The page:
The Week That Was

July 13, 2008

10-hour shifts a hit with officers

A committee of city police commanders and union representatives has recommended expanding a pilot program in which officers work four 10-hour shifts every week, a system they credit with reducing crime in the Northeastern District, according to a report obtained by The Sun. The new schedule, in place there since November, puts Northeastern officers on the streets four days and then off three.

Tobacco policy under fire

To lift a burden from the police, Baltimore County lawmakers authorized the Health Department last year to take over the task of imposing fines on store clerks who sell cigarettes to underage teenagers. But the county hasn't been doing that job - intentionally - because officials say they are opposed to using minors in sting operations. The county's approach is drawing criticism from some legal and health advocates who say it is not an effective deterrent.

Teacher pay set by the results

From rural Washington County to suburban Prince George's County, school systems around the state are beginning to wade into a promising but controversial topic in education: pay for performance. School officials are starting to offer teachers and principals extra pay or bonuses when they take on challenging assignments or raise test scores.

Residents could get tax refund

Mayor Sheila Dixon announced that nearly 2,000 residents in Charles Village and Bolton Hill could receive small property tax refunds because of a city error that inflated their tax bills. The announcement ends a months-long dispute that began after The Sun reported that the Homestead Tax Credit was not being applied to tax bills for residents of the Charles Village Community Benefits District and the Midtown Community Benefits District.

Cholesterol test urged for kids

The American Academy of Pediatrics released a new policy statement on cholesterol screening and treatment options for children as young as 2. The academy advises cholesterol screening of children and adolescents with a family history of high cholesterol or heart disease. The recommendation also includes patients whose family history is unknown or who have risk factors for heart disease, including obesity, high blood pressure, cigarette smoking or diabetes.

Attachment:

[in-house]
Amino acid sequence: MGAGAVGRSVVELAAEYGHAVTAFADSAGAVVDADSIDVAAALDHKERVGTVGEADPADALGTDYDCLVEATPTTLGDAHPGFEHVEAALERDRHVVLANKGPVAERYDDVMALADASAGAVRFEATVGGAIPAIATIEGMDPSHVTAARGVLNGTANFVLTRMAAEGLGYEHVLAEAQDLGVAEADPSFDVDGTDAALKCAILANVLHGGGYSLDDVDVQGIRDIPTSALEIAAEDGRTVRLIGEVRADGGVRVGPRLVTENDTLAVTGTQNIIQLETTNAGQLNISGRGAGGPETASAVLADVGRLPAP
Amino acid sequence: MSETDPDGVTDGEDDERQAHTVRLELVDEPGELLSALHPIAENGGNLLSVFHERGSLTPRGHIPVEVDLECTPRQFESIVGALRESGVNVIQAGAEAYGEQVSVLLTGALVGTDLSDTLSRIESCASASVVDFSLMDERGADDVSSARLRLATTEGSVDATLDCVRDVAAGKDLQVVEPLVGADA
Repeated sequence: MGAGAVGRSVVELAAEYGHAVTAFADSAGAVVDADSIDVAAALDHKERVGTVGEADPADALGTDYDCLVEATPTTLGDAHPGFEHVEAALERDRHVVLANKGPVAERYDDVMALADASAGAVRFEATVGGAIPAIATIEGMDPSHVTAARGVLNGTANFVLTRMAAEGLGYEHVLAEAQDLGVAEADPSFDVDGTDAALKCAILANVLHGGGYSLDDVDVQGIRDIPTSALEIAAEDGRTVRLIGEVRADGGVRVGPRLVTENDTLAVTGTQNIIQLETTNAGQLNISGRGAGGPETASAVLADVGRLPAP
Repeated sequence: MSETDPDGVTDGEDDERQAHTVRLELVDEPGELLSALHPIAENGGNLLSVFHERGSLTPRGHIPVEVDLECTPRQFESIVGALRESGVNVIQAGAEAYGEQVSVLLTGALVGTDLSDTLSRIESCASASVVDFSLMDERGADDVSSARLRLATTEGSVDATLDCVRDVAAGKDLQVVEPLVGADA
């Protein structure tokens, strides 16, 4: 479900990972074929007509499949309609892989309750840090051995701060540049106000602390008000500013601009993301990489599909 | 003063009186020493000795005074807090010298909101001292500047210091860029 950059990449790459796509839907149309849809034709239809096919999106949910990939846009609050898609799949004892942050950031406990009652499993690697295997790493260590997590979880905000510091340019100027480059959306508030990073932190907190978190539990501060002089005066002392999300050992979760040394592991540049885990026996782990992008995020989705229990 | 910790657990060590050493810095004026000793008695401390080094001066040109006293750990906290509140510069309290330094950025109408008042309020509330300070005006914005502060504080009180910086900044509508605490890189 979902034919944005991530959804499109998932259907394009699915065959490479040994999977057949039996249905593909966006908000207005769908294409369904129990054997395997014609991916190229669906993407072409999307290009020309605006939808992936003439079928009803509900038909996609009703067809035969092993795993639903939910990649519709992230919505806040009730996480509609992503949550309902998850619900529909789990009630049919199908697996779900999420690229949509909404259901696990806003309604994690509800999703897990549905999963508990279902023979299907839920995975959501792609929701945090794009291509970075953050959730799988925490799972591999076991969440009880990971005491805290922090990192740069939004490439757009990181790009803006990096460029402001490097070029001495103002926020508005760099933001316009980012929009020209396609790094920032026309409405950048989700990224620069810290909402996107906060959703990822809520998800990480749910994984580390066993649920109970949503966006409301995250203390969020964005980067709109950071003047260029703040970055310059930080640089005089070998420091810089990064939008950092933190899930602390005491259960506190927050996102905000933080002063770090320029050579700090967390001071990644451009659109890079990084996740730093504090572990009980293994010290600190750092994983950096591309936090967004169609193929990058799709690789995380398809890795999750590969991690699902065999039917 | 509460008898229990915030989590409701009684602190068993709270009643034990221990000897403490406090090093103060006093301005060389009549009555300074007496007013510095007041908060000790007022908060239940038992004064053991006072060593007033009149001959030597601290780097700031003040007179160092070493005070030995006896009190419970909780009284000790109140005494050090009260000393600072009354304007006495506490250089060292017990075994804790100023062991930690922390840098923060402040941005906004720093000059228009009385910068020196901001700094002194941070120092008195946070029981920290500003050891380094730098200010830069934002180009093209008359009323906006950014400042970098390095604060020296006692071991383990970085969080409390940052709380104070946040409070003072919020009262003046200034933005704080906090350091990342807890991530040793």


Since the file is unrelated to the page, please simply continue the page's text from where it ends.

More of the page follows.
Currie involved in Shoppers' details

State Sen. Ulysses Currie has repeatedly intervened with state agencies since at least 2003 on behalf of Shoppers Food and Pharmacy, involving himself in the minute details of its business, such as traffic light installations, roadside improvements and other projects near the grocery chain's stores, according to thousands of documents reviewed by The Sun. Currie, the Prince George's Democrat, worked as a paid consultant for the chain.

BCCC sees campus as revenue source

Plans by Baltimore City Community College to open its 2.2-acre Inner Harbor campus to development would provide a shot in the arm to Lombard Street while bringing the college millions of dollars to expand its offerings, city and BCCC officials said. The college is seeking proposals from developers interested in building on the site.

Cambridge makes history

Cambridge elected its first African-American mayor, four decades after images of an angry clash between black protesters and white police played out across the nation's television screens. The Eastern Shore town elected Victoria Jackson-Stanley, deputy director of the Dorchester County Department of Social Services.

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